By Jim Owczarski Sports Editor Published Jan 16, 2015 at 1:08 PM

GREEN BAY – The Green Bay Packers are in a unique situation this Sunday in the NFC Championship game at Seattle in that they head in as an underdog to the defending Super Bowl champion Seahawks.

This, despite finishing the year with the same record, the league’s top ranked offense and, likely, the league’s most valuable player under center.

But yet, even locally, there is doubt the Packers can overcome the league’s top-ranked defense and the hostile environment at CenturyLink Field.

If any of the players listen to radio, watch television, or sift through online media, this is what they’re likely to see:

Even Wisconsin zoo animals are picking against them:

"I don’t have anything to say to them," Packers defensive lineman Mike Daniels said when asked about his response to such critics.

"Everybody has an opinion. That’s just what it is. I have an opinion. They have an opinion. We’re all entitled to our own opinion. I can’t hold anything against anybody who has their own opinion."

But, doesn’t it take some of the pressure off?

"National media doesn’t mean anything to us," safety Micah Hyde said. "Since I’ve been in the NFL, even in college, we don’t listen to that stuff. But at the same time, we’ve always been relaxed. This whole season. We’re relaxed right now going into it."


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Some of Daniels’ teammates had different perspectives on the outside perception however, including one player who has worn both hats as the underdog who did the impossible and the Goliath who was cut down – corner Tramon Williams, who was part of the 2010 wildcard Super Bowl team and the 2011 squad that went 15-1 and failed to live up to that standard once the postseason began.

"We like it that way," Williams said of the team’s underdog status. "It’s typically that way for the most part but over the years we’ve put together a really good team. You always hope to come in as the underdog, but you can’t fly in under the radar forever. But, that’s the way we want it. It’s not going to make the game any different. We still gotta both go out there and play our game. Hopefully we execute the most."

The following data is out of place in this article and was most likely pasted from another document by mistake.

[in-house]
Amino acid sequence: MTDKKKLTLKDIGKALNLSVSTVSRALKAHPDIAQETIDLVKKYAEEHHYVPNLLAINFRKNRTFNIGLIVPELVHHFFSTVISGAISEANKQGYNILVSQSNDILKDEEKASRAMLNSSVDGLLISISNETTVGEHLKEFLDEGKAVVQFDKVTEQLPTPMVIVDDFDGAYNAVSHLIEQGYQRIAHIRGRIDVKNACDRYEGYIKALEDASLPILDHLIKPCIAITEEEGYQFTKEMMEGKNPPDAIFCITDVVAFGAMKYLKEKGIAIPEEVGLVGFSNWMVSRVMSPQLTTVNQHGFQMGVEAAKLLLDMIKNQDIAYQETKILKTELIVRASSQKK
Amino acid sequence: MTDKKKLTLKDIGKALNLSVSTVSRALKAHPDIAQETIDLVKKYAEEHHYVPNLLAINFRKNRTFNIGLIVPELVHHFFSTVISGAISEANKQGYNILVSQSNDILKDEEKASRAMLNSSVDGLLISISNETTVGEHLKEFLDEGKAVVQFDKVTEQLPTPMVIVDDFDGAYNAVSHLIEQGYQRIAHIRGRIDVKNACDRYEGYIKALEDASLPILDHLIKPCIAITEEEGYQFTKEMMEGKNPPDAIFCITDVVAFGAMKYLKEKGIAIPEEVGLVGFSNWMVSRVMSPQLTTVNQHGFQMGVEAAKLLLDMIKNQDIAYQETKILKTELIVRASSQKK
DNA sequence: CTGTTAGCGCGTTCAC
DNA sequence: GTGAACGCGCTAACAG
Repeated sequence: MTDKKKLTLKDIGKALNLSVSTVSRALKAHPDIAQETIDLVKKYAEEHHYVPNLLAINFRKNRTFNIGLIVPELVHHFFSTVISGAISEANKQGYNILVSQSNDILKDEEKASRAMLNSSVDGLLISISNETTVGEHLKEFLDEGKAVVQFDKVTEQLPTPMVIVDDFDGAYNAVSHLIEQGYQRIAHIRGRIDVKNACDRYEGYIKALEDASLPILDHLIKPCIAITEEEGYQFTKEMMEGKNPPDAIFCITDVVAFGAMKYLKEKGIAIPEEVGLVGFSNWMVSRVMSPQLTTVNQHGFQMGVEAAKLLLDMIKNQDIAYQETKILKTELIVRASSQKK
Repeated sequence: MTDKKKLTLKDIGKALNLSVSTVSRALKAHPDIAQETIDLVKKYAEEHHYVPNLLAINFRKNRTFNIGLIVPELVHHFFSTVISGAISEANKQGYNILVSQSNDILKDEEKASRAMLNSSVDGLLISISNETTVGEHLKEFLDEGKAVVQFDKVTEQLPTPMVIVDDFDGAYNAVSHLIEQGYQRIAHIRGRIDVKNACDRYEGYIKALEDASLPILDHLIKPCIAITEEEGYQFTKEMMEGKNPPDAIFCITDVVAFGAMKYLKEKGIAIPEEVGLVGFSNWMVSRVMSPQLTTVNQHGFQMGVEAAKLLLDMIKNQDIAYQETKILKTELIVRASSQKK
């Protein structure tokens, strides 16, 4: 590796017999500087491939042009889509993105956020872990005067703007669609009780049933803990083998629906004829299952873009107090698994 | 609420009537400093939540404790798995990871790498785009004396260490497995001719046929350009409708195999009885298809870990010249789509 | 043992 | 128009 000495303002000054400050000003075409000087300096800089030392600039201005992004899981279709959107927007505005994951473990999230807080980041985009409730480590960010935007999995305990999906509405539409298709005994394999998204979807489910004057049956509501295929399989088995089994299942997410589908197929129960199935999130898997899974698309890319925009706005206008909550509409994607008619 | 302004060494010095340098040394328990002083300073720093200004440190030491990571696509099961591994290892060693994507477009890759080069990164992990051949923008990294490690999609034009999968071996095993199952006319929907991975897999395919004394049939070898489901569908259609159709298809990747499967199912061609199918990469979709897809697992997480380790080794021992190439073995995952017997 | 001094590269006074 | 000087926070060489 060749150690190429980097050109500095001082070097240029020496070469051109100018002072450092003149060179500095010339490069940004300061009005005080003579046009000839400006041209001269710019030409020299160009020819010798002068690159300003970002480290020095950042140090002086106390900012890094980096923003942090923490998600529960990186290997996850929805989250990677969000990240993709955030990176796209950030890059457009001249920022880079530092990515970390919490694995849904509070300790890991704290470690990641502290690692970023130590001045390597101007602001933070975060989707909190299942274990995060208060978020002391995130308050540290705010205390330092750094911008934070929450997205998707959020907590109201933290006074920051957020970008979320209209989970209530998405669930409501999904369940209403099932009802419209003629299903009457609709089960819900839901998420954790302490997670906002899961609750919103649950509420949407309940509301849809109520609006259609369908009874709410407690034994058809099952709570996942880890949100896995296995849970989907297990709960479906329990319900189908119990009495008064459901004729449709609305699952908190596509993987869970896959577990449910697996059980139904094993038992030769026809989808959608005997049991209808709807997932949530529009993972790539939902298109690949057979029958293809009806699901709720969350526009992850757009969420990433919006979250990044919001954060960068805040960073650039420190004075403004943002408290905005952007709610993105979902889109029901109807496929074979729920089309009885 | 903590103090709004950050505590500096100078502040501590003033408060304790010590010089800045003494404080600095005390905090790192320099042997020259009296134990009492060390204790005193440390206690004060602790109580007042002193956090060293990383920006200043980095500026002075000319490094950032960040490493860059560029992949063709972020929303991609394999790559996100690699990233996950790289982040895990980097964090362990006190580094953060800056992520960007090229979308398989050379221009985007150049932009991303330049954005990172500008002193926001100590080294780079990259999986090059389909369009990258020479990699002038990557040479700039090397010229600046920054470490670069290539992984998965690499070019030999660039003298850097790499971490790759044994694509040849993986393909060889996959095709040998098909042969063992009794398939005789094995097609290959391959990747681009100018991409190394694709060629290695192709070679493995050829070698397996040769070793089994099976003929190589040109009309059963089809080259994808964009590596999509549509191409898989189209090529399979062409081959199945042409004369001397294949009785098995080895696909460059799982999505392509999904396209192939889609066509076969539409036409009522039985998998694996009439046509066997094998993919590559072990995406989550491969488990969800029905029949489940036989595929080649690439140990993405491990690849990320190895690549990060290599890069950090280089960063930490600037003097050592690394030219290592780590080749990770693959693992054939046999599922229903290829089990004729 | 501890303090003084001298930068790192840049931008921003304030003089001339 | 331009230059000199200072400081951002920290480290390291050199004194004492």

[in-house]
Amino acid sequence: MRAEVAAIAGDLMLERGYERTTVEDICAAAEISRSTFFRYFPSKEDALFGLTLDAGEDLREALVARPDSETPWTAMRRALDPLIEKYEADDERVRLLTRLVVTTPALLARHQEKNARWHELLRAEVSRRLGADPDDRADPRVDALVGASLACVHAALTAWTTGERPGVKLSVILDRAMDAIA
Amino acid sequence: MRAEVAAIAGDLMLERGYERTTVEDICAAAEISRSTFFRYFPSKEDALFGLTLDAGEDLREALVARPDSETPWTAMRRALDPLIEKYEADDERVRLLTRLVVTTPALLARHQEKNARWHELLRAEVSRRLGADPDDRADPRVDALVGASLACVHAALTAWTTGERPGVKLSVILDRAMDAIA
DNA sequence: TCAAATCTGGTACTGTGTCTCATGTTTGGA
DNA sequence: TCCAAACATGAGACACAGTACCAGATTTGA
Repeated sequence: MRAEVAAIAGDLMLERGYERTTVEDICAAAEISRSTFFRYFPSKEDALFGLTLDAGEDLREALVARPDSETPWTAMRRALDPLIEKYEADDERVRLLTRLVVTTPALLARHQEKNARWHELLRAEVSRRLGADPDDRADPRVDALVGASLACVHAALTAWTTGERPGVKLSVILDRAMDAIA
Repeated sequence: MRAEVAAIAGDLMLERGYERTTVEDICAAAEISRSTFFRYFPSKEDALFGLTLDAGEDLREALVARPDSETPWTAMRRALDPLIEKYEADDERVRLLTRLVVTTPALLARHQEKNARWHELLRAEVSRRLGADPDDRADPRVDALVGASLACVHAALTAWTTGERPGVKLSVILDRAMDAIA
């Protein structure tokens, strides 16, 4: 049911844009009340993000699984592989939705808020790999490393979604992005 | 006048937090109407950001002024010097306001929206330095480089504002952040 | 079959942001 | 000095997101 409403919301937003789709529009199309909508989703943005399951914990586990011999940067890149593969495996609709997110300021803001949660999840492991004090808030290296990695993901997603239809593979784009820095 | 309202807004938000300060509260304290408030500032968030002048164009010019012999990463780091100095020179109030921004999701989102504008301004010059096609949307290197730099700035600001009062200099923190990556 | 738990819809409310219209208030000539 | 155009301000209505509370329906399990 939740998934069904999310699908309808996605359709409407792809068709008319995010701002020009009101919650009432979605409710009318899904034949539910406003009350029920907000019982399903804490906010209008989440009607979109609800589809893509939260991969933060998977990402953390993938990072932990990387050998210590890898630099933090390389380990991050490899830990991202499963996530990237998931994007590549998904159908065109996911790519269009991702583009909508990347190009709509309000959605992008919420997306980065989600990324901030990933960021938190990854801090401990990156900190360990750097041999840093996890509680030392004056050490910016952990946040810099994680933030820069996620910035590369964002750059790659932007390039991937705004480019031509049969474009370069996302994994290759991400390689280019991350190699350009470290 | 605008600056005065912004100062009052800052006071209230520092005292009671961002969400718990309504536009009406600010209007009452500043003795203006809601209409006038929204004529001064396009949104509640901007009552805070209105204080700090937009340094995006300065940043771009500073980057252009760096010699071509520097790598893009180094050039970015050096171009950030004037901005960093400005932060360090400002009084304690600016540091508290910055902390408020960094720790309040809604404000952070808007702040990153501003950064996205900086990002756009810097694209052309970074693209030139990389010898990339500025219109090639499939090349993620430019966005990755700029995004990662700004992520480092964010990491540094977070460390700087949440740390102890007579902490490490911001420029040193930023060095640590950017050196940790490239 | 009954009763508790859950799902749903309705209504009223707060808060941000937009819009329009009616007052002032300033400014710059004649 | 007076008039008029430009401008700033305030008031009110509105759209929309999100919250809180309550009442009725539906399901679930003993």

Another member of the Packers who was on both of those teams with Williams, tight end Andrew Quarless, took a different tact, instead feeling like a favorite who has to add a little bit to their game.

"I don’t feel like an underdog," Quarless said. "But they’re definitely a tough bunch. They’re going to bring the aggression so we’ve got to match their intensity and even past their intensity. They come out and play tough."

Fakin’ the pump

Russell Wilson uses a variety of tricks to fool defenders and create extra time for his receivers, and running room for himself, one of which is a pump fake that can be pretty convincing.

It’s a skill that has caught the Packers attention – in that they know he does it well – but there’s one way to combat it.

"You don’t jump," Packers linebacker Clay Matthews said. "You don’t jump. (Former linebackers coach) Kevin Greene didn’t like when we jumped, so I don’t jump."


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Tramon Williams chuckled and admitted it’s sometimes not that easy for defenders, saying it’s hard to not want to leave your feet, but Matthews shrugged the idea of that being an instinctual act off – at least when it comes to him specifically.